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Rogue drones close second-biggest airport in Britain

December 21, 2018 Aviation, Headline News No Comments Email Email

Drones hovering over a runway last night closed London Gatwick Airport, forcing authorities to suspend all flights and causing major travel disruption in the run-up to the busiest period the airport faces all year.

Gatwick is the largest airport in Britain after London Heathrow. It’s the eighth-biggest airport in Europe. That two drones costing perhaps a few hundred dollars can bring flights to a halt will be playing heavily on the minds of many people in the aviation industry.

As day dawned in Britain, Gatwick issued a statement saying that it had no re-opening time. It advised passengers due to travel today to check with their airlines before heading to the airport.

It’s only a week since a B737-800 jet operating a scheduled flight collided head-on with a drone in Mexico (smashing in the aircraft’s nose) and a plane’s very near miss with a drone over London was reported. See: Plane hits drone while landing, another has near miss

In the Gatwick incident yesterday, Flightradar24 showed more than 20 flights diverted to airports across the UK and Europe, including Manchester, Liverpool, Paris, Birmingham and Amsterdam. Over 1000,000 travellers have been inconvenienced and the flow-on effects will take days to clear, perhaps running into Christmas.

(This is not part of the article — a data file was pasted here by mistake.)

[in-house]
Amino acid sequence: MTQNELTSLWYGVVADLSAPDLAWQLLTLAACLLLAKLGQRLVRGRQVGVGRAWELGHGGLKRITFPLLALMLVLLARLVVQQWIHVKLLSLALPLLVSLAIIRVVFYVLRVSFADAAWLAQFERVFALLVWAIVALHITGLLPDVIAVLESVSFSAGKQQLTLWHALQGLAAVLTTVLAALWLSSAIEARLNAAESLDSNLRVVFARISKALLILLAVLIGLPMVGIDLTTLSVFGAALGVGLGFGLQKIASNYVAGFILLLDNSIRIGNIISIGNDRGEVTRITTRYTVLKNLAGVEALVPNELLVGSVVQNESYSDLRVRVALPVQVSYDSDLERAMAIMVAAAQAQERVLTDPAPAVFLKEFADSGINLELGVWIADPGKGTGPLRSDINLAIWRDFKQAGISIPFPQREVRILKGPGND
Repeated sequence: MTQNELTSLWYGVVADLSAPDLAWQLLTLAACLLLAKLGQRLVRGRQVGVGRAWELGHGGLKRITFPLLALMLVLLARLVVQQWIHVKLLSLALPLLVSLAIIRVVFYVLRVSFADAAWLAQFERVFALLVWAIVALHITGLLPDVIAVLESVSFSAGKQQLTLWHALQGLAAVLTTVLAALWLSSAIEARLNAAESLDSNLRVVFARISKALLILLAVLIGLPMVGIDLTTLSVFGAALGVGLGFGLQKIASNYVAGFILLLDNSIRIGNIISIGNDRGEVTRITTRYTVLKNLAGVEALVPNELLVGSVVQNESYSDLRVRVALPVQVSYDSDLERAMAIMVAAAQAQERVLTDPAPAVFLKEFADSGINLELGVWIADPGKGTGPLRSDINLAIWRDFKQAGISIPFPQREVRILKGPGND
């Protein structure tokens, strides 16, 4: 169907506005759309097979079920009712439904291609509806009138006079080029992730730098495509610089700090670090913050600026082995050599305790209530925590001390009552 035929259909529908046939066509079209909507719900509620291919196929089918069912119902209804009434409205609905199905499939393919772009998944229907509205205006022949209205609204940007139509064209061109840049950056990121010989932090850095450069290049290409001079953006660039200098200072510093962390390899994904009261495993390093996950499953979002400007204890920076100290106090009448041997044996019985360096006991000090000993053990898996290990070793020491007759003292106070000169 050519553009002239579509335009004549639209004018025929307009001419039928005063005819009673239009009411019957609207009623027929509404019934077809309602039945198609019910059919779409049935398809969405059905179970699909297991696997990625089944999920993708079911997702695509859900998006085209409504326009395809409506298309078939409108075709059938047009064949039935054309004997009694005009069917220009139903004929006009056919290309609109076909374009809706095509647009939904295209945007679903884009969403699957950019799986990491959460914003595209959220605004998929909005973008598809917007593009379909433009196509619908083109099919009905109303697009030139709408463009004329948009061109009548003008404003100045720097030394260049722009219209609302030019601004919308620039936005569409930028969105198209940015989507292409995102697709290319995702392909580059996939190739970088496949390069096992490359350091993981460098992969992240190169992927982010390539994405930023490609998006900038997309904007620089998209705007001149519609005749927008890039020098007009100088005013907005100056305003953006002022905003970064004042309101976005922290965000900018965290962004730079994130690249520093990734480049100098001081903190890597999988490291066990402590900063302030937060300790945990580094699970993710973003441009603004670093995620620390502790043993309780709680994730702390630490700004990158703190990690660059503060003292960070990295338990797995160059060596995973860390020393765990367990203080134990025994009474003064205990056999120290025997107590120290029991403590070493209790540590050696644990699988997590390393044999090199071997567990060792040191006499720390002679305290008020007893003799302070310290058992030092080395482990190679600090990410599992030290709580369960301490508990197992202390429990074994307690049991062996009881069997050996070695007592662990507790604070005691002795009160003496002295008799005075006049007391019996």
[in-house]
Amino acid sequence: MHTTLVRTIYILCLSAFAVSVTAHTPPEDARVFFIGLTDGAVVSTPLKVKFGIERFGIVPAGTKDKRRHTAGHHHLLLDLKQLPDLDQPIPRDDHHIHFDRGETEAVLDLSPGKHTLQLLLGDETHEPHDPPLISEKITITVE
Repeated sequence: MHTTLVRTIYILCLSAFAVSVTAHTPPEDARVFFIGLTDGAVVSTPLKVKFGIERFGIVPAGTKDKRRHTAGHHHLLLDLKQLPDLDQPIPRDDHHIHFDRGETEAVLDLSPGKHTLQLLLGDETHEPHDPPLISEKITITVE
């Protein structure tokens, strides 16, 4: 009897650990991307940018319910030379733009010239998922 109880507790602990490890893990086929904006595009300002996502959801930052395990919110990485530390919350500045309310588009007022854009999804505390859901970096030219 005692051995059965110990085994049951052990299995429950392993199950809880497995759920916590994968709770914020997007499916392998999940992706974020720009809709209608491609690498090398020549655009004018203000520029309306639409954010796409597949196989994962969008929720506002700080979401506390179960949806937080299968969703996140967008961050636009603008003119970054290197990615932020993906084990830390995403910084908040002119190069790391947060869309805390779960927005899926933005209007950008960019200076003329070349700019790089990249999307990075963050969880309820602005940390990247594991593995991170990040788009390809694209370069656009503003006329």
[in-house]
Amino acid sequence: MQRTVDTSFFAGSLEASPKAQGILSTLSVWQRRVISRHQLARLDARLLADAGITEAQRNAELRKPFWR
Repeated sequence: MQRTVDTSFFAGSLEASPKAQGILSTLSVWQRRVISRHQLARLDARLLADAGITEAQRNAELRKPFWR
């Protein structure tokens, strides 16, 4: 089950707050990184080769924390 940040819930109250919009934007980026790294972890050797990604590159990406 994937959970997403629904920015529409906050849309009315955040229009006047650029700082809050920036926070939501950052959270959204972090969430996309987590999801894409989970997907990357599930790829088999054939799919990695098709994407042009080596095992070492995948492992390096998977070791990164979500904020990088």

https://twitter.com/mjrmassage/status/1075523998283390978

Airspace around London Gatwick was empty in the early hours as police and airport authorities searched frantically for the operators of the nocturnal drones. The operators may not be nearby; it’s technically possible for them to be half a kilometre away or further.

Crowds of passengers waited inside Gatwick’s terminal for updates, the BBC reported, while others were stuck for hours on waiting planes.

“Been stuck on the tarmac for over an hour after landing at Luton instead of @Gatwick_Airport – crew have said all airports in the South are full to capacity,” Amilia Rachel tweeted .

“No idea how we’re going to get home – no info on onward travel!”

A passenger who had been returning from Kiev posted a picture of people sleeping “on every seat and across the floors” aboard his flight.

He said the photo was taken six hours after the plane was due to arrive at Gatwick.

“Now almost 4am, still on the plane, no food or updates from our crew. Not allowed to disembark. Bodies sleeping on every seat and across the floors,” he tweeted.

Gatwick Airport said airlines were “working to provide affected passengers with hotel accommodation” or provide alternative travel options.

According to its website, London Gatwick Airport is expecting a record-breaking number of passengers during this year’s Christmas holiday period.

It predicts 2.9 million people will pass through its gates during the northern winter holiday break, with 73,000 of those due to depart this Sunday.

Travellers and flight crews are hoping the drones stay well clear.

Written by Peter Needham

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